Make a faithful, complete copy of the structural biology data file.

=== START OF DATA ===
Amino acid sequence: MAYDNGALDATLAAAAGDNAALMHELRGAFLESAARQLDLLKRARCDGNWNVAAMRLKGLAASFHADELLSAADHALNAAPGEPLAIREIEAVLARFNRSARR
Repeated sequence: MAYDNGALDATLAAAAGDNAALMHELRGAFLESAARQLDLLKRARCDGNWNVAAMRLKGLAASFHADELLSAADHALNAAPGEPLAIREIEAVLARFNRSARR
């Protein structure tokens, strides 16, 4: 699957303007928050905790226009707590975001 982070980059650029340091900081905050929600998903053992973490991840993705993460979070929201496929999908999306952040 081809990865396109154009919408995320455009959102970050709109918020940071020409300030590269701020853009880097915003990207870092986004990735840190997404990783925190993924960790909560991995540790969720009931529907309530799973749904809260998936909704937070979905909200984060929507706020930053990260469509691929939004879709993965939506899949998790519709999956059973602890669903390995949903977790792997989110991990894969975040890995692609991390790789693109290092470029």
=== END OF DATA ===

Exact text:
Amino acid sequence: MAYDNGALDATLAAAAGDNAALMHELRGAFLESAARQLDLLKRARCDGNWNVAAMRLKGLAASFHADELLSAADHALNAAPGEPLAIREIEAVLARFNRSARR
Repeated sequence: MAYDNGALDATLAAAAGDNAALMHELRGAFLESAARQLDLLKRARCDGNWNVAAMRLKGLAASFHADELLSAADHALNAAPGEPLAIREIEAVLARFNRSARR
């Protein structure tokens, strides 16, 4: 699957303007928050905790226009707590975001 982070980059650029340091900081905050929600998903053992973490991840993705993460979070929201496929999908999306952040 081809990865396109154009919408995320455009959102970050709109918020940071020409300030590269701020853009880097915003990207870092986004990735840190997404990783925190993924960790909560991995540790969720009931529907309530799973749904809260998936909704937070979905909200984060929507706020930053990260469509691929939004879709993965939506899949998790519709999956059973602890669903390995949903977790792997989110991990894969975040890995692609991390790789693109290092470029």